It is almost unfathomable that there is a Ugandan man who never laced up boots to play football. Football is such a uniting force like no other because it cuts across generations and classes.
Virtually every person has an attachment to football in one way or another. Unfortunately, the current state of our domestic football is going currently through a testing period; with the gap between the administrators and ordinary citizens widening by the day.
This can best be seen with the current state of our top-flight league in which clubs have been left to fend for themselves by Fufa. I say this with authority because Fufa’s financial oversight stops with the various national teams, with no input in club football.
Over the years, Fufa has managed to achieve this by selling The Cranes to government as a cash cow. Indeed, government has pumped billions to see The Cranes succeed but in the process, it has also lost touch with the grassroots football that is the catchment area for youths.
So, by dealing with Fufa to promote The Cranes at the top level of the game, government is working with a finished product without understanding clearly how it is processed. The real heroes behind the continued existence of grassroots football are the investors who pump money into the sport to uplift communities, with little expectations of financial rewards.
Take my Nyamityobora FC, which spends a huge chunk of its budget on promoting local businesses. For instance, local restaurants in the area earn at least Shs 9m monthly by feeding the players while another Shs 18m is spent housing them. In all, there are more than 400 people who directly benefit from the club through provision of services.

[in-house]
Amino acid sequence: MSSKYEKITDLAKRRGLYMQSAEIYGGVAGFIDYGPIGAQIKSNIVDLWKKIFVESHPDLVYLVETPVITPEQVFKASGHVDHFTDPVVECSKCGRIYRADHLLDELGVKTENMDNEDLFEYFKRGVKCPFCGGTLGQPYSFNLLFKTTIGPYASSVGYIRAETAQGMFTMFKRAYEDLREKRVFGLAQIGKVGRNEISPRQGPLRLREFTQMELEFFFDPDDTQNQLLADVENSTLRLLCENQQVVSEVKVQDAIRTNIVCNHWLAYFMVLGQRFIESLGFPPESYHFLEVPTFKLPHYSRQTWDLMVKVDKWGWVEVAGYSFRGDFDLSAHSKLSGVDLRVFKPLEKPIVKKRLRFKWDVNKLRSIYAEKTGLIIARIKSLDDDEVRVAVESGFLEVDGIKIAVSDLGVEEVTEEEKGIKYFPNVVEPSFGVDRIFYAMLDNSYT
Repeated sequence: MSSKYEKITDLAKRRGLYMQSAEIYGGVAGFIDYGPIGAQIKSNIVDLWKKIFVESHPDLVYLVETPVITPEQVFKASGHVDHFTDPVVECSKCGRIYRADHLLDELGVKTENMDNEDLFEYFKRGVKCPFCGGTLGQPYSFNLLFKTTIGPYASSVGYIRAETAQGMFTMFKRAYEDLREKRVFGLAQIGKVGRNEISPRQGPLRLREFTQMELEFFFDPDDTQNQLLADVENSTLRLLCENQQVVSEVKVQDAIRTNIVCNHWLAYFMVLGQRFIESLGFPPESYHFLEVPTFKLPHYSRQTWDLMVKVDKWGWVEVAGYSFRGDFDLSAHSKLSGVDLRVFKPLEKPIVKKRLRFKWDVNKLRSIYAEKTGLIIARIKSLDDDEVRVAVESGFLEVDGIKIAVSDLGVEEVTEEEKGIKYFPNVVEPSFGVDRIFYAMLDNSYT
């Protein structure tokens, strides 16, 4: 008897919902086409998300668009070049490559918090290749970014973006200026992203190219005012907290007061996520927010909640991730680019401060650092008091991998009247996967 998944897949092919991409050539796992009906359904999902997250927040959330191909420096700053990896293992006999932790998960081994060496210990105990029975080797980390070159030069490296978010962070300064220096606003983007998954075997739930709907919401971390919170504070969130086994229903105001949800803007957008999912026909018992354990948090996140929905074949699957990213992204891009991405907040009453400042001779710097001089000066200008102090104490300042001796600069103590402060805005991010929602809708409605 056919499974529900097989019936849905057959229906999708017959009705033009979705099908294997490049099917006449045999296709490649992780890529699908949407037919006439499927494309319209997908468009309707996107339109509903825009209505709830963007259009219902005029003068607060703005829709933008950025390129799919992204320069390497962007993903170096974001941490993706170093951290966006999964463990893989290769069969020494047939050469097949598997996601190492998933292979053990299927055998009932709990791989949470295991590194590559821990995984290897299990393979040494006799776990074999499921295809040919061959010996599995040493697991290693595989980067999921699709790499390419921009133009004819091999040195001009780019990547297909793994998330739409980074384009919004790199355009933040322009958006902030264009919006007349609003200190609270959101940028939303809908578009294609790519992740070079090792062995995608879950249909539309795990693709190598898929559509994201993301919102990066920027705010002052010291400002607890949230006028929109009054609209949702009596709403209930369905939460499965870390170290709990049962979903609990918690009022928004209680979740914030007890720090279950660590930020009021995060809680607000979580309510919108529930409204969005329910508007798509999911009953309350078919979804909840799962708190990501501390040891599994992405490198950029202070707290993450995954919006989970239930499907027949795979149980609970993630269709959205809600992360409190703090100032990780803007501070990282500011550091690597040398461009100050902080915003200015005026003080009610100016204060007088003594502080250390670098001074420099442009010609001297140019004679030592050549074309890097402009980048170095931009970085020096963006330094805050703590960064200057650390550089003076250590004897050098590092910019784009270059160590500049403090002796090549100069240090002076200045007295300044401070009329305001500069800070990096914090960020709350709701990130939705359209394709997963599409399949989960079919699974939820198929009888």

It is from this stage that promising players emerge to join The Cranes but the clubs earn nothing for grooming these players. Contrast this with The Cranes and you will realise the national team injects nothing into our society apart from the pride that comes with supporting it.
What is bothering many football investors is that we put in a lot of effort to keep the football ship sailing but the uneven distribution of football resources is demoralising. Put simply, financial resource allocation at The Cranes level is centralised at Fufa whereas when it comes to clubs that are in dire need of help, it is decentralised.
Therefore, government needs to invest in club football so as to build a solid Cranes brand that does not depend on a few individuals. In the eighties and nineties when local football was at its peak, club football provided economic benefits to hundreds of thousands of people.
This was the time when football teams not only employed players and their families, they also provided a platform for business to thrive. Omar Ahmed Mandela credits the rise of his business empire to football investment. In today’s situation, we cannot have another Mandela.
So, government needs to go back to the basics to understand why football is no longer attractive to invest in by engaging stakeholders from the grassroots level. To understand how the local football administration doesn’t take domestic football seriously, the Uganda Premier League has no website.
Even the Fufa website makes no mention of the ongoing league. I am hopeful Hamson Obua will have some takeaways from this and compel government to engage in the running of the game before it is too late.
The author is Nyamityobora FC president